18 May 2020


Judgments

High Court of Kerala

Sanu Vs. Sandeep

MANU/KE/1821/2018

01.08.2018

Family

When a husband abstains from or fails to attempt intercourse with his wife, inference of incapacity is stronger, and onus is on him to rebut the presumption

The Appellant is the wife and the Respondent is the husband. The challenge in this appeal is directed against the order passed by the Family Court, dismissing petition filed by the Appellant for granting of decree that her marriage with the Respondent is null and void. Her plea was that, her marriage with the Respondent was solemnised on 10th April, 2017, but they lived together only for five days and that, the marriage was not consummated because the Respondent had no inclination towards her. The Family Court found that, there is no plea raised by the Appellant that the marriage was not consummated for the reason that, the Respondent was impotent and therefore, the ingredients of Section 12(1)(a) of the Hindu Marriage Act, 1955 were not satisfied.

A party is impotent if his or her mental or physical condition makes consummation of the marriage a practical impossibility. Incapacity for sexual intercourse is an essential ingredient of impotency. Impotency in the law of divorce means incapacity to perform the act of sexual intercourse, that is to say, inability to copulate. Impotency is the lack of ability to perform full and complete sexual intercourse. Such an inability may arise from a variety of causes including mental and physical disability. When a husband abstains from or fails to attempt intercourse with his wife, the inference of incapacity is even stronger, and the onus is on him to rebut that presumption.

Appellant has pleaded and proved that the parties lived together only for a period of five days after the marriage. She has also pleaded and proved that the marriage was not consummated as the respondent had no inclination towards her. Now, the Respondent has admitted that he was impotent qua the Appellant. In these circumstances, it appears that there is sufficient evidence to find that, the marriage between the Appellant and the Respondent was not consummated due to the relative impotency of the respondent. Therefore, a decree for annulment of marriage can be granted in the case.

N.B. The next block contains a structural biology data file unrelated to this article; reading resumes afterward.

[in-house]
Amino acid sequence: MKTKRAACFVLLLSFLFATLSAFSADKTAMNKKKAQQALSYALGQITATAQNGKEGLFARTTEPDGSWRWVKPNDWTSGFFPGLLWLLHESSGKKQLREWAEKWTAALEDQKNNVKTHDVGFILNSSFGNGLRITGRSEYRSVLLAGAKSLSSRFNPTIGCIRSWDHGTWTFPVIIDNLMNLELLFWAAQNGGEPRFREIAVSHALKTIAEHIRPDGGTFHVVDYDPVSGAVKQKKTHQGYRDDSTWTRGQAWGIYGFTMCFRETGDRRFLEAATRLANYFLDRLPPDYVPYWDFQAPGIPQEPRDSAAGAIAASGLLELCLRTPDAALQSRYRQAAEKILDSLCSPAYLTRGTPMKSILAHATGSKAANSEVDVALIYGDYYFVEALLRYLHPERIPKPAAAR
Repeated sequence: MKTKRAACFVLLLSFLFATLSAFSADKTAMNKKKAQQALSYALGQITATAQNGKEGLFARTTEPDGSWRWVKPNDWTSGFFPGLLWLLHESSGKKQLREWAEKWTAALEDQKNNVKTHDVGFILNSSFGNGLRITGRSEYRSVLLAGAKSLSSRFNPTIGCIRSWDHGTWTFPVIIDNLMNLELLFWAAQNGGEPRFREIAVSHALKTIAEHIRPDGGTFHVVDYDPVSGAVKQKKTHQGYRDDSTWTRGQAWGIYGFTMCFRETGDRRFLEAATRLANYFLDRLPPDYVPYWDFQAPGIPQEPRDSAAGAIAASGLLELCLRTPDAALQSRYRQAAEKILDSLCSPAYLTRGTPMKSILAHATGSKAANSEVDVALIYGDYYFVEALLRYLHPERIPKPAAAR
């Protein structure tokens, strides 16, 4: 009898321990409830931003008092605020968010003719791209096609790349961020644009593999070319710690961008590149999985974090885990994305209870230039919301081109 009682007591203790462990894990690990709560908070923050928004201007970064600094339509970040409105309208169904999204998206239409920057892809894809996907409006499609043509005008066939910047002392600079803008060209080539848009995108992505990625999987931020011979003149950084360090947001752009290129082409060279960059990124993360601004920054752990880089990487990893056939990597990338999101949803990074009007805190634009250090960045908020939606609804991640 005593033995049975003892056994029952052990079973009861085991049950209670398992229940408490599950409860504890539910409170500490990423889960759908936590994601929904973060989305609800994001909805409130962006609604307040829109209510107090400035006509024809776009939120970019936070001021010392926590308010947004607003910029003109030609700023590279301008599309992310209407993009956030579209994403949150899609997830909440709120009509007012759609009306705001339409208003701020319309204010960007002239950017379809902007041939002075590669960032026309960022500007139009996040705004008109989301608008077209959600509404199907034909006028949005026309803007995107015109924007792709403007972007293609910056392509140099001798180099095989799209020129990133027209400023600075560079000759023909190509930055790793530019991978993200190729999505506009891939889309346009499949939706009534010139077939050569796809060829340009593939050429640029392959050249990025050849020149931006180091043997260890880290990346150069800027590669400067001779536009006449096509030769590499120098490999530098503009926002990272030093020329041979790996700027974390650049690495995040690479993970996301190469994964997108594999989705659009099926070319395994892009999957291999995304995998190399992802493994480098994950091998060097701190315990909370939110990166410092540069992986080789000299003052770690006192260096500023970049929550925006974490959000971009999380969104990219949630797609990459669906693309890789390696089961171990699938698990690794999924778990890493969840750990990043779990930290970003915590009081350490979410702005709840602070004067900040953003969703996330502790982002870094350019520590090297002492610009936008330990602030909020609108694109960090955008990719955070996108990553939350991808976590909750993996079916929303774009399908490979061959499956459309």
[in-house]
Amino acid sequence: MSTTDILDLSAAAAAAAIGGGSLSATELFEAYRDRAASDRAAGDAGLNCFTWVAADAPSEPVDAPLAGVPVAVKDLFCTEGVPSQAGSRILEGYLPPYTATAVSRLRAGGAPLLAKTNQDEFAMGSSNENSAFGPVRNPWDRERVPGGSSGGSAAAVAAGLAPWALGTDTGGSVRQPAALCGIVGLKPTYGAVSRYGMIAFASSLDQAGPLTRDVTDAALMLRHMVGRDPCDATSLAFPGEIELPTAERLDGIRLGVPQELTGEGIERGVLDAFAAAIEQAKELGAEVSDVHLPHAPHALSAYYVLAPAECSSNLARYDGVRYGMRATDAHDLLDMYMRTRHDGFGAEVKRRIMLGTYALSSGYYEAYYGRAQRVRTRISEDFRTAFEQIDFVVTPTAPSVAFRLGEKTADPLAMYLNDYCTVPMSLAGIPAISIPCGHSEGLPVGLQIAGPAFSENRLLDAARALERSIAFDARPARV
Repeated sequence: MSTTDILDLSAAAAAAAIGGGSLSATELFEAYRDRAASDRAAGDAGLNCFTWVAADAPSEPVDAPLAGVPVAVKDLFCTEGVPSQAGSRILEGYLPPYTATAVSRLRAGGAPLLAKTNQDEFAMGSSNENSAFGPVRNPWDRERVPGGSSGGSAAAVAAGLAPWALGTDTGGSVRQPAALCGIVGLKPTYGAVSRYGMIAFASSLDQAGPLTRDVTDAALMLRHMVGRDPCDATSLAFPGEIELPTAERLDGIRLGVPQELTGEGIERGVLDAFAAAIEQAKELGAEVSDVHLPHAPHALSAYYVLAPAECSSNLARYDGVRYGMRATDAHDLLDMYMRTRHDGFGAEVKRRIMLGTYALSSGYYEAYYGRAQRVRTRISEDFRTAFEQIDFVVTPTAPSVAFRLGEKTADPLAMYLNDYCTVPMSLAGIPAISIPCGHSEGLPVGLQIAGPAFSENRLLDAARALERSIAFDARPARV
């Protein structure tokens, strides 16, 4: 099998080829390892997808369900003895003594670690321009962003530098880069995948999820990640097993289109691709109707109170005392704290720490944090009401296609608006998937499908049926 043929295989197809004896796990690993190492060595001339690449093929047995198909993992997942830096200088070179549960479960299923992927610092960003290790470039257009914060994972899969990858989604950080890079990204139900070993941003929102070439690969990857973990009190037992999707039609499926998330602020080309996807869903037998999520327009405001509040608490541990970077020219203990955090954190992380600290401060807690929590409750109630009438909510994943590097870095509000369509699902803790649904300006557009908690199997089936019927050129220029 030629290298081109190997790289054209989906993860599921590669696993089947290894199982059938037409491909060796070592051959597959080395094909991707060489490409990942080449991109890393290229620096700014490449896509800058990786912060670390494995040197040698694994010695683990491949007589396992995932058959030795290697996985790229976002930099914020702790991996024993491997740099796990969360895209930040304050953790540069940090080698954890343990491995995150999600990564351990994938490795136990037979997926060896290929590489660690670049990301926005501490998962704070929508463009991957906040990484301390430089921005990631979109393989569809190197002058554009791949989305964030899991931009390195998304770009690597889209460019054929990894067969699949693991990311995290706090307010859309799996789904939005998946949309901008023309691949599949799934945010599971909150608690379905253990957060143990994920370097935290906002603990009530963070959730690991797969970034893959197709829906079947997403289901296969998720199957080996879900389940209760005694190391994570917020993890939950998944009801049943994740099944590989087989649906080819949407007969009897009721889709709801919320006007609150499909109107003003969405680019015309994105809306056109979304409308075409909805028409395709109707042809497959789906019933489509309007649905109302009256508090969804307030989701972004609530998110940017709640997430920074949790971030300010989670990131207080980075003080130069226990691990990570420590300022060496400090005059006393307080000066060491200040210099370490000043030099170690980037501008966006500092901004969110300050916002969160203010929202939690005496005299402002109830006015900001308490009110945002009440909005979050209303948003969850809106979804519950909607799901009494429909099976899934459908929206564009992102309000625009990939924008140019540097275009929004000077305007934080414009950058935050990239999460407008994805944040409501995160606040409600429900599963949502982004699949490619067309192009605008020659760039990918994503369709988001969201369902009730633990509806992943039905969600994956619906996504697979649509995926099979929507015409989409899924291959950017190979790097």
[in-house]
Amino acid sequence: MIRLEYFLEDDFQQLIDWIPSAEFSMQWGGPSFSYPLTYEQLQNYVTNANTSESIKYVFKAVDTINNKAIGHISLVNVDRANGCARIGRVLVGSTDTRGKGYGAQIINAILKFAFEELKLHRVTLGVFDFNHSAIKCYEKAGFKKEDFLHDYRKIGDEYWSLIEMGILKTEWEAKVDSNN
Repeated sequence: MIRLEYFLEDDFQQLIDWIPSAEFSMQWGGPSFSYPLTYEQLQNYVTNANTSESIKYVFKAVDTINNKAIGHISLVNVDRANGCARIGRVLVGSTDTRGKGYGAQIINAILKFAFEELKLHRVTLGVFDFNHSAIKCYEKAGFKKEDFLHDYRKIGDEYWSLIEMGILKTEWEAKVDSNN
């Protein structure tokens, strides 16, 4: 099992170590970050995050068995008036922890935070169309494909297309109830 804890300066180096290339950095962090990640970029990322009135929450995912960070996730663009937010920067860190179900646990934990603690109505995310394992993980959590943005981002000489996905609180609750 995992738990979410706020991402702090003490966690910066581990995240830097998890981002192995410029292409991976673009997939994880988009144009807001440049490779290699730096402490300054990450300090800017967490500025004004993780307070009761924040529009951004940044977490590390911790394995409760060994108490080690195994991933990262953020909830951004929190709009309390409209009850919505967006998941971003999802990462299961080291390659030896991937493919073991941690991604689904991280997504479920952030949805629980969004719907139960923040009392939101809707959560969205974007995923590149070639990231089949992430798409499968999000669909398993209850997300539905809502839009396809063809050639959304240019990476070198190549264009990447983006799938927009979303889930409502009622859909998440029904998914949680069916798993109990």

Normally, an appeal shall be decided by the appellate Court by re-appreciating the evidence adduced by the parties in the trial Court and the appellate Court shall reach an independent conclusion on the basis of such evidence. The parties have been living separately from 15th April, 2017 onwards. It is an admitted fact that there was non-consummation of marriage. Marriage without sex is an anathema. There is no point in prolonging the agony of the parties by remanding the case to the trial Court to give opportunity to the parties to adduce further evidence in the case. It is an admitted position that, the relationship of the Appellant and the Respondent has irretrievably broken down. There is no need to prolong the agony of the parties.

Consequently, appeal allowed and the impugned order passed by the lower court is set aside. The marriage between the Appellant and the Respondent is annulled under Section 12(1)(a) of the Hindu Marriage Act, 1955 by declaring it as null and void.

Tags : Marriage Consummation Divorce Grant

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